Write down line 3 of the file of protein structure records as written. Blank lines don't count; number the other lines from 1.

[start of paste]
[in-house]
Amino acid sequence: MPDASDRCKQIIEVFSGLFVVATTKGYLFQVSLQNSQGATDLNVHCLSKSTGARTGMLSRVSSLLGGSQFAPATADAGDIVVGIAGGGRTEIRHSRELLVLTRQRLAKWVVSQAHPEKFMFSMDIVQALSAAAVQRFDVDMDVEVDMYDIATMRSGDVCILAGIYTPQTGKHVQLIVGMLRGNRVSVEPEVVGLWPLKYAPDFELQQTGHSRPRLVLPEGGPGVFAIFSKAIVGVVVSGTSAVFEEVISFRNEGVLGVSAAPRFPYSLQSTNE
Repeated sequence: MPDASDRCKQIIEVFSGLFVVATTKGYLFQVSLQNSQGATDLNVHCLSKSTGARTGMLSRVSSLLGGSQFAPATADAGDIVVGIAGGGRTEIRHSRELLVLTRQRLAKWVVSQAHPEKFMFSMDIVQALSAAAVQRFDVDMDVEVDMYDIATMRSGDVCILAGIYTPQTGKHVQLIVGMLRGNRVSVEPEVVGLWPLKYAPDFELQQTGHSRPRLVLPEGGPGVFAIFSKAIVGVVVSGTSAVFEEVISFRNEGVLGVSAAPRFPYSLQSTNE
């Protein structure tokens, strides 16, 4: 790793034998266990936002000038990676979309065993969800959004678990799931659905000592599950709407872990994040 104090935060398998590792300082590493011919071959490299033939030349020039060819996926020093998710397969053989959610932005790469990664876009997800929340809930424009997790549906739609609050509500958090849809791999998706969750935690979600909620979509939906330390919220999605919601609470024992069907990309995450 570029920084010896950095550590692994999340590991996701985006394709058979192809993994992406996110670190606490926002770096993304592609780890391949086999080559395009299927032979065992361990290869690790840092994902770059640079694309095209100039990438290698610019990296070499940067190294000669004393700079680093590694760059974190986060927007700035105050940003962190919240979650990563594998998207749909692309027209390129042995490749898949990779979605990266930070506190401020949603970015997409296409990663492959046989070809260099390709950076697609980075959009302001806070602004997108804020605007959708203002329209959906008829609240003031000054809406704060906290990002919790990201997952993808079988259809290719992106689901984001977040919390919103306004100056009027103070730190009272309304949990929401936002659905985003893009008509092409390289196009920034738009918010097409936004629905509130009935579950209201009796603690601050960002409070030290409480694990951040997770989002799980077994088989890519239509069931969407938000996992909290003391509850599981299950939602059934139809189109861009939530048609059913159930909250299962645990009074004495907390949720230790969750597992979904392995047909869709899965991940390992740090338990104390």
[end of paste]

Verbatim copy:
Repeated sequence: MPDASDRCKQIIEVFSGLFVVATTKGYLFQVSLQNSQGATDLNVHCLSKSTGARTGMLSRVSSLLGGSQFAPATADAGDIVVGIAGGGRTEIRHSRELLVLTRQRLAKWVVSQAHPEKFMFSMDIVQALSAAAVQRFDVDMDVEVDMYDIATMRSGDVCILAGIYTPQTGKHVQLIVGMLRGNRVSVEPEVVGLWPLKYAPDFELQQTGHSRPRLVLPEGGPGVFAIFSKAIVGVVVSGTSAVFEEVISFRNEGVLGVSAAPRFPYSLQSTNE